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Our tax dollars go where?

 

tax-dollarI was pleased when I  read earlier this season that taxes in Clarksville would not be raised to cover a “grave” deficit in the city budget.

The threat of raising taxes precipitates anger. Be it sales, property or wheel tax increases, we get upset and resentful at even the discussion of such action. We are quite normal as we resist and resent tax increases. It’s our responsibility to make searing but polite inquiry into what our tax dollars are supporting.

The majority of Clarksville residents acknowledge the need and benefits derived from a fair tax system; it’s a way of providing and supporting services needed in a growing community. This is the system by which we provide public education, fire and police protection, and compensation for city, county, state and federal employees.

While standing in line waiting to vote I overheard a conversation by an elderly couple. They voiced their opinion to a friend that since they had no children in school it was unfair to tax them for public education. I speculate this venerable couple lived on a meager social security pension. On their fixed income, it was a terrorizing challenge covering their monthly expenses. They were really implying that they live in financial straits on a weekly basis.

Our tax dollars uare used to benefit the community and are a necessity. However, as taxpayers, we need to have boldness to shout when such dollars are misused.  This moment our tax dollars are channeled into religious activities: President Bush’s Faith Initiative Program is giving tens of thousands of dollars to faith bodies to promote their ministry.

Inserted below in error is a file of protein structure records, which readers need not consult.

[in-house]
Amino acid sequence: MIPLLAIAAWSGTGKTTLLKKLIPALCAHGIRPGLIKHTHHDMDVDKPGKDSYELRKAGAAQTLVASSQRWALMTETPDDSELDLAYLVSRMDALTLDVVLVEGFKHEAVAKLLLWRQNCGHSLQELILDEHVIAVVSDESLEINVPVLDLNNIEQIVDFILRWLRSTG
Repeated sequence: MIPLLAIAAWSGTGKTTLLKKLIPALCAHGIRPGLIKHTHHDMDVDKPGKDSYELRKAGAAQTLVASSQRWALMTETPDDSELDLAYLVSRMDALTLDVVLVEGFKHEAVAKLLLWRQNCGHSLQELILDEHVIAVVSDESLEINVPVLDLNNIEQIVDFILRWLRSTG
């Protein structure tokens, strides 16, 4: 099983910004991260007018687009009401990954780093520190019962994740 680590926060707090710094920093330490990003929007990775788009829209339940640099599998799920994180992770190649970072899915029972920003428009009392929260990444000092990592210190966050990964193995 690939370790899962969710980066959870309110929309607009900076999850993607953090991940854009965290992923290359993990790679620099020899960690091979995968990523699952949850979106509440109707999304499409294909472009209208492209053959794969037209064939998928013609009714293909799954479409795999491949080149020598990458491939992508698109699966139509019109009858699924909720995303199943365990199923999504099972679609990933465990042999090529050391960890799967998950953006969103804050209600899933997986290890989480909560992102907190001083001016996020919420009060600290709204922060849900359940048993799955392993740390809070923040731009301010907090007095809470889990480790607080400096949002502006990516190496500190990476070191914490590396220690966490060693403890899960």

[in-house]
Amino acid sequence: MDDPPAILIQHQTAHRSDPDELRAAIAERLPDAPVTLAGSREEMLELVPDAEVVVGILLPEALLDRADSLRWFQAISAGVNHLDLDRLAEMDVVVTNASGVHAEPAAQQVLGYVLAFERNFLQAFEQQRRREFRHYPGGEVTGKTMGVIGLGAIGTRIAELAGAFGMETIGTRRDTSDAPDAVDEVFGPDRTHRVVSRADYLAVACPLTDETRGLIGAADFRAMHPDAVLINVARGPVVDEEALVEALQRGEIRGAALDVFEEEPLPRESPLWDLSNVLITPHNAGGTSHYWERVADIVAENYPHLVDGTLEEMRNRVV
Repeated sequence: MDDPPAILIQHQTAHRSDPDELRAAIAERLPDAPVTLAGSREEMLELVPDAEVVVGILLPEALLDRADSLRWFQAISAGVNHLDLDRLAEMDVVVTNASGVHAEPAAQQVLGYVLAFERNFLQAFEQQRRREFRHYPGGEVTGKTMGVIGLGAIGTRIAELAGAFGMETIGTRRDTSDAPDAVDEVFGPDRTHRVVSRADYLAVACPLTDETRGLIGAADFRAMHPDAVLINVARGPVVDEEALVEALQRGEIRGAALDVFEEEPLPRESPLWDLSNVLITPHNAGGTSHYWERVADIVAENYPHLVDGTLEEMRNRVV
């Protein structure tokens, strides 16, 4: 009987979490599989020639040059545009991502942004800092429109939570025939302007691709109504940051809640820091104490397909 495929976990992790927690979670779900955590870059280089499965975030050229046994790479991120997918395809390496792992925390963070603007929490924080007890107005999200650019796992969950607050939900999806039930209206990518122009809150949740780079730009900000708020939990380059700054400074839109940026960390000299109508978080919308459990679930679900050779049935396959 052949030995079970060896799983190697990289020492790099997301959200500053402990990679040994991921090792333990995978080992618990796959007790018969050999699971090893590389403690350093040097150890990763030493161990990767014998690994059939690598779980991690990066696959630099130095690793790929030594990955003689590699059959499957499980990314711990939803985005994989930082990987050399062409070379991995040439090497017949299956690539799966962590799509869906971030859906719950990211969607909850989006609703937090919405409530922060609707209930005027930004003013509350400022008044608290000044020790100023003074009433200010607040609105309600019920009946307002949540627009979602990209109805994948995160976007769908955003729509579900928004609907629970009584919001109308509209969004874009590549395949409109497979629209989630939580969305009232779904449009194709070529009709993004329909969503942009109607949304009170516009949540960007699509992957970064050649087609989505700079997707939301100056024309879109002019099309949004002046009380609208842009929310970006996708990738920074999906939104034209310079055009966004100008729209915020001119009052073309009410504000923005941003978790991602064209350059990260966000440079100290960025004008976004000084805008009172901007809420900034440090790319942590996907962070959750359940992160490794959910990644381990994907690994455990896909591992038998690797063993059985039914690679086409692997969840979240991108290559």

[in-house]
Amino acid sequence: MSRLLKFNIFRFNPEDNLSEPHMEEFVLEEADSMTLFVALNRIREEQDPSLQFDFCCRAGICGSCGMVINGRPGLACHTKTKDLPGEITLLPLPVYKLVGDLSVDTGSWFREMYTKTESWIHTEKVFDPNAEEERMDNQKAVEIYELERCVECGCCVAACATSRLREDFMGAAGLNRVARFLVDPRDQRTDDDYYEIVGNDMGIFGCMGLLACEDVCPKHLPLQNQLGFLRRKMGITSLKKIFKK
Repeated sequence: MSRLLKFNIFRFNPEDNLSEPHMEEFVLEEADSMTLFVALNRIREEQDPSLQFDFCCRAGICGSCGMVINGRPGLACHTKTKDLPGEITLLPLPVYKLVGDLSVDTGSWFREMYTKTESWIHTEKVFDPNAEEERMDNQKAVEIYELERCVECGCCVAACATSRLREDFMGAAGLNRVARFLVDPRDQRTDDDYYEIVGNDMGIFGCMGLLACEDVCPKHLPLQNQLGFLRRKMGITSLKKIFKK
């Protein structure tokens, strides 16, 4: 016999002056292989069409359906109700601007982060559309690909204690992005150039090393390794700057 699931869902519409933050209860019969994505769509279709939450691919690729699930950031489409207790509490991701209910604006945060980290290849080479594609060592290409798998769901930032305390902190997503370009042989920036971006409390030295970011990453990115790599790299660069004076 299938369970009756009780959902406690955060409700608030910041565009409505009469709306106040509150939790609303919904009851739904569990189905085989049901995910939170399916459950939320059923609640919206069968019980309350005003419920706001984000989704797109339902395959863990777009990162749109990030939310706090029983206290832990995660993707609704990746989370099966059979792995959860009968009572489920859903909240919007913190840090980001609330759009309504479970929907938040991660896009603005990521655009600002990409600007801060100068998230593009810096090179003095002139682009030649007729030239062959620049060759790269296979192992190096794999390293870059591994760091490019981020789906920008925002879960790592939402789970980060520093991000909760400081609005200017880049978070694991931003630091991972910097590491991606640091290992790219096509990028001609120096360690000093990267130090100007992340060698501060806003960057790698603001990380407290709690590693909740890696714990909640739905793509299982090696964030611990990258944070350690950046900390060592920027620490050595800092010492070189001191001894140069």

In the Faith Initiative Program, funds are given to religious organizations and they are then exempted from crucial principals that come with such donations. For instance, in our neighboring state of Kentucky, a judge drew the line on public tax money being diverted to a religious institution. A Kentucky state court ruled that an $11 million appropriation for a Baptist university violated the state constitution. In striking down such aid, Franklin County Circuit Court Judge Roger Crittenden ruled, “There is no question that the appropriation… is a direct payment to a non-public religious school…this type of direct expenditure is not permitted by the constitution of Kentucky.”

Using tax dollars to support and promote religious principles is unwarranted. It’s grossly unfair to take taxes paid by Mormons, Methodists, Catholics and others to support any denominational institution, such as the above university.

In Clarksville one can raise up the objection to integrate a religious symbol, such as the manger scene at the Christmas on the Cumberland light display. It is unfair to integrate only Christian symbols in such a public attraction.

In the remainder of 2008, be vigilant, sensitive and educated on how our city is spending our tax dollars. In my eight years as a taxpayer in Clarksville, I seldom hear of misuse of tax dollars in promoting religion. With due oversight, this admirable trait will continue.


About Rev. Charles Moreland

    Rev. Charles Moreland

    Rev. Charles Moreland, retired, has lived in Clarksville for seven years and holds great pride in his adopted city and its people. His one objection in Tennessee is the Hall law of taxes on dividends and savings. Charles served in the U.S. Army Chaplaincy from 1966-1986, retiring to serve as a United Methodist pastor near Fort Leonard Wood, Missouri. He serves on the Boards of Directors for the ARP, Roxy Theater and MCDP. Though retired, he is a regular speaker at the Unitarian Universalist Fellowship. His five grandchildren, ages two to thirteen years, live in Evansville, Indiana. He is a veteran of the Vietnam War and served in Germany and Korea while on active duty.

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